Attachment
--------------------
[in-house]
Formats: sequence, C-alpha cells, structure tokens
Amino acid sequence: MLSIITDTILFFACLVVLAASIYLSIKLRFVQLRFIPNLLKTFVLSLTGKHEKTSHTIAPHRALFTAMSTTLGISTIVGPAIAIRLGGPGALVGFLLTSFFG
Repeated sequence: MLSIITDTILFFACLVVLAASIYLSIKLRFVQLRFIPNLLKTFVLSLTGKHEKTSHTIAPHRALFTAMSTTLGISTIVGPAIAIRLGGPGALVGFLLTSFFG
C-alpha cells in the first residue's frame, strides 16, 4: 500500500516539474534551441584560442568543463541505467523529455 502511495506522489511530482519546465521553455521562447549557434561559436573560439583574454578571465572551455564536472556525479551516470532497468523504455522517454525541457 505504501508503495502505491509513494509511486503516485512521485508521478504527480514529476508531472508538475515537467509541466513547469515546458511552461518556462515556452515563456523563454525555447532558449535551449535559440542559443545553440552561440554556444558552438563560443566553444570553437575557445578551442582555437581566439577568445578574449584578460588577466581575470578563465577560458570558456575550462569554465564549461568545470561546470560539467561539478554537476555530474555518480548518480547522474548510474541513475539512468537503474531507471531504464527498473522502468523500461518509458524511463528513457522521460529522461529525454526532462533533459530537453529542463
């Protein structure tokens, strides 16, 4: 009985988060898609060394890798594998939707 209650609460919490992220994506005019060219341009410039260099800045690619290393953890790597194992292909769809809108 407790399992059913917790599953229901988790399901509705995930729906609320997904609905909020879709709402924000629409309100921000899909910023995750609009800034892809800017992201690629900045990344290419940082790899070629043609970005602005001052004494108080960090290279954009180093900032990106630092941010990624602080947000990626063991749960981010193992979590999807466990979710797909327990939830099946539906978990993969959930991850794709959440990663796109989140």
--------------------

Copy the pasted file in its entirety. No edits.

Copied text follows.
[in-house]
Formats: sequence, C-alpha cells, structure tokens
Amino acid sequence: MLSIITDTILFFACLVVLAASIYLSIKLRFVQLRFIPNLLKTFVLSLTGKHEKTSHTIAPHRALFTAMSTTLGISTIVGPAIAIRLGGPGALVGFLLTSFFG
Repeated sequence: MLSIITDTILFFACLVVLAASIYLSIKLRFVQLRFIPNLLKTFVLSLTGKHEKTSHTIAPHRALFTAMSTTLGISTIVGPAIAIRLGGPGALVGFLLTSFFG
C-alpha cells in the first residue's frame, strides 16, 4: 500500500516539474534551441584560442568543463541505467523529455 502511495506522489511530482519546465521553455521562447549557434561559436573560439583574454578571465572551455564536472556525479551516470532497468523504455522517454525541457 505504501508503495502505491509513494509511486503516485512521485508521478504527480514529476508531472508538475515537467509541466513547469515546458511552461518556462515556452515563456523563454525555447532558449535551449535559440542559443545553440552561440554556444558552438563560443566553444570553437575557445578551442582555437581566439577568445578574449584578460588577466581575470578563465577560458570558456575550462569554465564549461568545470561546470560539467561539478554537476555530474555518480548518480547522474548510474541513475539512468537503474531507471531504464527498473522502468523500461518509458524511463528513457522521460529522461529525454526532462533533459530537453529542463
């Protein structure tokens, strides 16, 4: 009985988060898609060394890798594998939707 209650609460919490992220994506005019060219341009410039260099800045690619290393953890790597194992292909769809809108 407790399992059913917790599953229901988790399901509705995930729906609320997904609905909020879709709402924000629409309100921000899909910023995750609009800034892809800017992201690629900045990344290419940082790899070629043609970005602005001052004494108080960090290279954009180093900032990106630092941010990624602080947000990626063991749960981010193992979590999807466990979710797909327990939830099946539906978990993969959930991850794709959440990663796109989140």